Flood relief, improving trade on mind of Roberts, constituents

The chairman of the Senate Agriculture Committee expects Congress to write a disaster relief bill to help constituents in the Midwest, the South and Puerto Rico.

 “The big issue is Puerto Rico. Since the hurricanes a lot of people have left and that is coupled with a government that has not responded well to criteria required by the Trump administration,” said Sen. Pat Roberts, R-KS, who expects more work after the Easter recess. “The Democrats want more money and the administration feels $91 billion is enough help them.”

Puerto Rico was damaged in 2017 by Hurricanes Maria and Irma. Other disasters in 2018 caused about $35 billion in damage to most notably Texas, Georgia and Florida and other southern states. The mid-March flooding in the Midwest is expected to cost several billions of dollars.

The appropriators in the Senate and House will have the final say, Roberts said.

“I do think Sen. Richard Shelby (R-AL) is the key and if anyone can do it Richard can,” he said of the chairman of the Senate Finance Committee.

Disaster relief bills in their nature become ad hoc, which can make them time-consuming to write. “With every relief bill everyone wants to put something on the train.”

One reason Roberts has always championed crop insurance in a bipartisan manner is that it helps farmers and ranchers with disaster risk mitigation. Roberts was in Dodge City, Kansas, for a legislative update on April 26 sponsored by the Dodge City Area Chamber of Commerce and sat down for one-on-one interview to discuss agricultural-related topics before the event.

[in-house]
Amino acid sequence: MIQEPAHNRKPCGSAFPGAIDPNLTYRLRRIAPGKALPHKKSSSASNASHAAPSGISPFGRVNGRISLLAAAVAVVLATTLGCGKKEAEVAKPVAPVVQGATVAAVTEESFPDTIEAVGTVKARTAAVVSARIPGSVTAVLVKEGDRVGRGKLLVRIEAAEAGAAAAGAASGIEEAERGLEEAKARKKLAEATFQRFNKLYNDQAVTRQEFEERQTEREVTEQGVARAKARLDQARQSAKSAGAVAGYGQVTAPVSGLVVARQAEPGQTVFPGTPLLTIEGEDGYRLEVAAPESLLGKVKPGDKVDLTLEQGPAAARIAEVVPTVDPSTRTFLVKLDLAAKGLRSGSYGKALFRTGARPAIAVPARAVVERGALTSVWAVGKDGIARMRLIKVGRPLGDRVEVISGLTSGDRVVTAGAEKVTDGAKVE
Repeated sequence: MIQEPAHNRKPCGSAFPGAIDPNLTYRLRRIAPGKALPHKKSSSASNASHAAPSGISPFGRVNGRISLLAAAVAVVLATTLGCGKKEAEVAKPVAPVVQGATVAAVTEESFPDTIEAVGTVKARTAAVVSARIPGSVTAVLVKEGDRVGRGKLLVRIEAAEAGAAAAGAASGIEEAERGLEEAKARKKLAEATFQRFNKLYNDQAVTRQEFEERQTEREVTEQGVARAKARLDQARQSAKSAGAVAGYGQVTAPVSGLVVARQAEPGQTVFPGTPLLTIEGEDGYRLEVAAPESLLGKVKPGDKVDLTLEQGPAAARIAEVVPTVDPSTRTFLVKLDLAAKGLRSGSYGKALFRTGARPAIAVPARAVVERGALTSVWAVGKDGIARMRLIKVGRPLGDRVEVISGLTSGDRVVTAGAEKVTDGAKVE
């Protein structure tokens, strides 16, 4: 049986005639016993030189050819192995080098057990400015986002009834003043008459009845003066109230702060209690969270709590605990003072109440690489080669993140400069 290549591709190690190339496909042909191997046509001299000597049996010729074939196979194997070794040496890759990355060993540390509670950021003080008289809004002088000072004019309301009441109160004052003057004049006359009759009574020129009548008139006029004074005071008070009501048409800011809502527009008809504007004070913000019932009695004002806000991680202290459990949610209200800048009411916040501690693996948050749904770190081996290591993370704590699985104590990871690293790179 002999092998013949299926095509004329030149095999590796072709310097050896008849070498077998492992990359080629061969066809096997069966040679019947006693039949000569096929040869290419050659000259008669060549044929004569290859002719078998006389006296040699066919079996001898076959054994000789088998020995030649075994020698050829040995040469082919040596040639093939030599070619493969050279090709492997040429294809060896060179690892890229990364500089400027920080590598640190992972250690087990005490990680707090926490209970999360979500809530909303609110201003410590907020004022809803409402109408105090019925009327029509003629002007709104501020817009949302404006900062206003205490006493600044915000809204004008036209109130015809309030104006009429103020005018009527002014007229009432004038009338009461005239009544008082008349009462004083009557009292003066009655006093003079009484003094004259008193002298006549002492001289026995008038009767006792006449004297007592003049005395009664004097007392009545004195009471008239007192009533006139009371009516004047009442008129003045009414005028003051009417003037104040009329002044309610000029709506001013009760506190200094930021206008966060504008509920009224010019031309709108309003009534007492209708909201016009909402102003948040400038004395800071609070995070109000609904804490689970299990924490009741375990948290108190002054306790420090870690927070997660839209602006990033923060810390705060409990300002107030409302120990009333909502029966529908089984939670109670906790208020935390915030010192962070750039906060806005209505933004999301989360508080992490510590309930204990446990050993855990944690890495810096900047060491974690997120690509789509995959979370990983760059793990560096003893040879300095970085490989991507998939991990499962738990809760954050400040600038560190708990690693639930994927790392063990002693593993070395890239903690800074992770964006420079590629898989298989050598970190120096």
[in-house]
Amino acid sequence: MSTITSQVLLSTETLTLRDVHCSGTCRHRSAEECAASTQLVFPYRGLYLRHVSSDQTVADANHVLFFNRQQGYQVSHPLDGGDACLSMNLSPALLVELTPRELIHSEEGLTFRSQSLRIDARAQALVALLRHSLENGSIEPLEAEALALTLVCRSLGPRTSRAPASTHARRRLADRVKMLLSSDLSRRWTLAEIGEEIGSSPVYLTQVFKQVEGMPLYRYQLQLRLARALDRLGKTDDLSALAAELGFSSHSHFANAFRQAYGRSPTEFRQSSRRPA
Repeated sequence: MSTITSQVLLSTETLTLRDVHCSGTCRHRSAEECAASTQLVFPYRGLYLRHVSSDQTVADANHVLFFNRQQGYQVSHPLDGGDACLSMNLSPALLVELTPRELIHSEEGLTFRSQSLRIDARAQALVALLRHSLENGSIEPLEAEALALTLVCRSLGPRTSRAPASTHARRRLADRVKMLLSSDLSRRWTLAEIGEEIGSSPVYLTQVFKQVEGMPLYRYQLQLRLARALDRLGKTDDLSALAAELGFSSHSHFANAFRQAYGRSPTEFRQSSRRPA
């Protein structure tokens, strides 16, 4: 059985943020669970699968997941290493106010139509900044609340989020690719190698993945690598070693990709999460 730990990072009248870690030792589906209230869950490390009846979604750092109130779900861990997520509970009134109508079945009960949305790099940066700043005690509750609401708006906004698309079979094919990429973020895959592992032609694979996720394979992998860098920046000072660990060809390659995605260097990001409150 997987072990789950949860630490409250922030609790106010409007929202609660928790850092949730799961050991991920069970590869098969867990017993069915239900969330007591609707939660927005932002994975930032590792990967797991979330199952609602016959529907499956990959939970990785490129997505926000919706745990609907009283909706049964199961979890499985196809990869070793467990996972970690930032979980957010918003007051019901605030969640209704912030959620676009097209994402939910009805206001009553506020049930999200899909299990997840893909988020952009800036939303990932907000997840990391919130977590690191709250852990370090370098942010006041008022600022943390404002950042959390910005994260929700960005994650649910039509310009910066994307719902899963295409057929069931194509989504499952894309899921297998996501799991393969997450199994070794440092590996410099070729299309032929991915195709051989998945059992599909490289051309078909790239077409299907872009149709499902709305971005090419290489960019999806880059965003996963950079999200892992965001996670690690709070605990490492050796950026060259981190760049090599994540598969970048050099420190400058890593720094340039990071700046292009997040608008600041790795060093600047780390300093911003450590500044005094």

Finding bipartisanship

Roberts was thankful the 2018 farm bill was finished before the new Congress convened. Democrats now control the House,  and he said the liberal wing of the party is focused on investigating President Donald Trump following the release of Robert Mueller’s report on the Russia investigation.

“I am so happy we were able to get a farm bill done last year in the Senate and House, and although the president did not agree with all of what was in the bill he did sign it,” Roberts said. “It is a good we did because we don’t have a grasp on the House. Now all they talk about is Trump, Trump, Trump.”

Roberts said he read the Mueller report and was satisfied with the findings and he noted when he is out on listening tours farmers, ranchers and constituents have expressed concerns about the state of the rural economy, grain prices, trade policy and health care.


Grain prices and trade policies are on the minds of producers and they go hand in hand. The tariffs imposed by the Trump administration have adversely affected grain prices.

The president has a noble goal of wanting to fix trade inequities, Roberts said, yet inequities are all part of a trade equation because countries want access to sell and buy goods and commodities.

“I have never known a trade deal in which one side gets 100 percent of what it wants,” he said. “There has to be compromise.”